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Indirubin-3-monoxime Prevents Tumorigenesis in Breast Cancer through Inhibition of JNK1 Activity
Biomed Sci Letters 2021;27:134-141
Published online September 30, 2021;  https://doi.org/10.15616/BSL.2021.27.3.134
© 2021 The Korean Society For Biomedical Laboratory Sciences.

Mi-Yeon Kim1,§,* , Eun-Hye Jo1,§,* , Yong-Chul Kim2,* * and Hee-Sae Park1,†,* *

1School of Biological Sciences and Technology, Chonnam National University, Gwangju 61186, Korea
2School of Life Sciences, Gwangju Institute of Science & Technology, Gwangju 61186, Korea
Correspondence to: Hee-Sae Park. School of Biological Sciences and Technology, Chonnam National University, Yongbong-dong, Buk-ku, Gwangju 61186, Korea.
Tel: +82-62-530-0021, Fax: +82-62-530-2199, e-mail: proteome@jnu.ac.kr
*Post-Doctor, **Professor.
§These authors are equally contributed to this work.
Received August 25, 2021; Accepted September 14, 2021.
This is an Open Access article distributed under the terms of the Creative Commons Attribution Non-Commercial License (http://creativecommons.org/licenses/by-nc/3.0/) which permits unrestricted non-commercial use, distribution, and reproduction in any medium, provided the original work is properly cited.
 Abstract
c-Jun N-terminal kinases (JNKs) have a Janus face, regulating both cell apoptosis and survival. The present study focused on understanding the function of JNK in tumor development and the chemoresistance underlying JNK-mediated cancer cell survival. We identified an inhibitor of JNK1, an important regulator of cancer cell survival. Kinase assay data showed that JNK1-dependent c-Jun phosphorylation was inhibited by indirubin derivatives. In particular, indirubin- 3-monoxime (I3M) directly inhibited the phosphorylation of c-Jun in vitro, with a half inhibition dose (IC50) of 10 nM. I3M had a significant inhibitory effect on JNK1 activity. Furthermore, we carried out assays to determine the viability, migration, and proliferation of breast cancer cells. Our results demonstrated that cell growth, scratched wound healing, and colony forming abilities were inhibited by the JNK inhibitor SP600125 and I3M. The combination of SP600125 and I3M significantly decreased cancer cell proliferation, compared with either SP600125 or I3M alone. Our studies may provide further support for JNK1-targeting cancer therapy using the indirubin derivative I3M in breast cancer.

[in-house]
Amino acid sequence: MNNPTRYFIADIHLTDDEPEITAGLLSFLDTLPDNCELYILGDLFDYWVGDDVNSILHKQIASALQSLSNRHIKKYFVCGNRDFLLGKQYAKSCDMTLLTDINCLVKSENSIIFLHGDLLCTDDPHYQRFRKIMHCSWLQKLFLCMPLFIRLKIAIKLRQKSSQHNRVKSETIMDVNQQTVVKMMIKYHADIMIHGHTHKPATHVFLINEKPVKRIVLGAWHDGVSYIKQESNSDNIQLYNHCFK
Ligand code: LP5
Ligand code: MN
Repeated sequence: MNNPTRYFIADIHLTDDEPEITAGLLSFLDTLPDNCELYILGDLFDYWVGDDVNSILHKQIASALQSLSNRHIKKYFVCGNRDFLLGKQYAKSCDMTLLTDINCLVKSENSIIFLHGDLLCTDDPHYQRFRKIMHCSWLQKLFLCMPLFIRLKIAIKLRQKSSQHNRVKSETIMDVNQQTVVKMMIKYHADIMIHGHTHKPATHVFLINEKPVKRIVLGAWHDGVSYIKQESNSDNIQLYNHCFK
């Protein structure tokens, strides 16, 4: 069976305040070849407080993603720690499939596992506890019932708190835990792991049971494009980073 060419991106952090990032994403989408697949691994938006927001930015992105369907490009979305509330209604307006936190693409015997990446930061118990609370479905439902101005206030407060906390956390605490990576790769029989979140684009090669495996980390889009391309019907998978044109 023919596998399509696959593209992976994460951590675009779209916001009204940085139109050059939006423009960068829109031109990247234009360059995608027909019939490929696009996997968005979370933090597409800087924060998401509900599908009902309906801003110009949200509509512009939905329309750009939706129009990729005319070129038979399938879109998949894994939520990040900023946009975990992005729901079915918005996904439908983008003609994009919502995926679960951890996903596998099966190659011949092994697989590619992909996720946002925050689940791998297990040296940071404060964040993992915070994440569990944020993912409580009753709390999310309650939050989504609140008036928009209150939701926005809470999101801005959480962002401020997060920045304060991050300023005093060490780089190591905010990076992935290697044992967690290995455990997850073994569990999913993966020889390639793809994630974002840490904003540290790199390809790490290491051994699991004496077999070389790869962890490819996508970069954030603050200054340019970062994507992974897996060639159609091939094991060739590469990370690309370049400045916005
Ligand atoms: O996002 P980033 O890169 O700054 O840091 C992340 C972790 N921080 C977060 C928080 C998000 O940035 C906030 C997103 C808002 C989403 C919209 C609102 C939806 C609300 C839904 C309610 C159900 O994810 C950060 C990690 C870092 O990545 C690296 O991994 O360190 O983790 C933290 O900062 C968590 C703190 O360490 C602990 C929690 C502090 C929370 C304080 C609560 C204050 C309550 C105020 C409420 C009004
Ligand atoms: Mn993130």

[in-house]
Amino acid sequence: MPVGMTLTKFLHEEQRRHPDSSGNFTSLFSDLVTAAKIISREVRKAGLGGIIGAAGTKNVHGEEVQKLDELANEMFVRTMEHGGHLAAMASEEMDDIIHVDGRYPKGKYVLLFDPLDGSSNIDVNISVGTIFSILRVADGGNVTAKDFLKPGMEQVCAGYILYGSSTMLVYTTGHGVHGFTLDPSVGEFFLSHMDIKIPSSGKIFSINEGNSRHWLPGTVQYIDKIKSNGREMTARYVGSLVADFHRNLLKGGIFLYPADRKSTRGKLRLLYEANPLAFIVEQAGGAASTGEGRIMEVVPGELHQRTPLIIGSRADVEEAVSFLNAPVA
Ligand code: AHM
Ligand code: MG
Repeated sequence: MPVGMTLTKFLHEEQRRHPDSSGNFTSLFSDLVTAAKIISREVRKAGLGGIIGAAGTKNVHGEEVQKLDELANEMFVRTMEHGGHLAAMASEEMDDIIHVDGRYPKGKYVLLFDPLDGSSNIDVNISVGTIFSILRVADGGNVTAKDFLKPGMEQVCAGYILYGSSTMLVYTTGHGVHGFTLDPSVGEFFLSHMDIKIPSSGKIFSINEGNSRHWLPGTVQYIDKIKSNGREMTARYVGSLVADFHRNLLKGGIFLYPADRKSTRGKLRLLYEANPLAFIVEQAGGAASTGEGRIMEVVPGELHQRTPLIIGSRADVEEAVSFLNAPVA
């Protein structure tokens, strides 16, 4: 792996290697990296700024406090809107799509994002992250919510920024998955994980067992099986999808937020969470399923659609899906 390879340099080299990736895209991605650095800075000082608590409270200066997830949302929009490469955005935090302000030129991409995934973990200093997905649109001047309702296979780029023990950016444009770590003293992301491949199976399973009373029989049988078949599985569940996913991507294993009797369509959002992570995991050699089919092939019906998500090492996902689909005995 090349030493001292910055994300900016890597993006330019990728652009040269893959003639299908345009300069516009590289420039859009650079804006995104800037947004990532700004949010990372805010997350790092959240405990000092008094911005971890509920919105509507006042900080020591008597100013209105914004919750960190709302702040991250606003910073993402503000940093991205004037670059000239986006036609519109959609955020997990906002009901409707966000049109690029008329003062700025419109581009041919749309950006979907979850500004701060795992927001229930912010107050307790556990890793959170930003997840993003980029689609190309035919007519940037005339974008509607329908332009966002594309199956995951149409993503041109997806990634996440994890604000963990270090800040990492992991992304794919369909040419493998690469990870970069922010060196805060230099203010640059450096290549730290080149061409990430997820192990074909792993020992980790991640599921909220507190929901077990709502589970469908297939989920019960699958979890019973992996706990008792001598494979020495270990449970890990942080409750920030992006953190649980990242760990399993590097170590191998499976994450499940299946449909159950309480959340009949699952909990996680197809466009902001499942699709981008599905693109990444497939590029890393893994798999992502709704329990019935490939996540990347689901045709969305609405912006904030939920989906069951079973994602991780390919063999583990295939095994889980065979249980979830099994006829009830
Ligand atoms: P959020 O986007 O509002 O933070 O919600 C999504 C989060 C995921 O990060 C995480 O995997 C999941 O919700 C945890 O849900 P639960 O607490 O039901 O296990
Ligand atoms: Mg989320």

Keywords : Cancer proliferation, Indirubin-3-monoxime, c-Jun N-terminal kinase, Phosphorylation inhibition, Triple negative breast cancer, Tumorigenesis
INTRODUCTION

c-Jun N-terminal protein kinases (JNKs) are involved in various physiological processes (Mehan et al., 2011). JNKs are a cellular response activated through environmental stresses such as osmotic stress, UV irradiation, metabolic inhibitors, and heat shock (Cargnello and Roux, 2011). The JNK signaling cascade performs a function in a important of physiological processes, regarding cell survival, apoptosis, cell proliferation, and gene expression (Lin and Dibling, 2002; Zhao et al., 2015), and responds to cytokines (Verrecchia et al., 2003) and growth factors. The JNK kinase family comprise JNK1-3; of these, JNK1, 2 are ubiquitously expressed, whereas JNK3 expression is limited to the testis, brain, and heart (Bogoyevitch and Kobe, 2006).

c-Jun activation is triggered by the JNK-induced phosphorylation of serine 63 and 73. It composes homo- or heterodimers with the ATF (activating transcription factor), MAF (musculoaponeurotic fibrosarcoma), and FOS to comprise the transcription factor activator protein-1 (AP-1). The JNK signaling pathway connected with neuronal cell death has been widely studied (Guan et al., 2005; Hui et al., 2005). Recent evidence indicates that JNK is connected with cancer cell survival (Park et al., 2019), and that the crosstalk between JNK and other pathways is important in cancer development. JNK activation is associated with a poor prognosis in breast cancer and is important for tumor initiation and metastasis in mouse models of breast cancer (Insua-Rodriguez et al., 2018).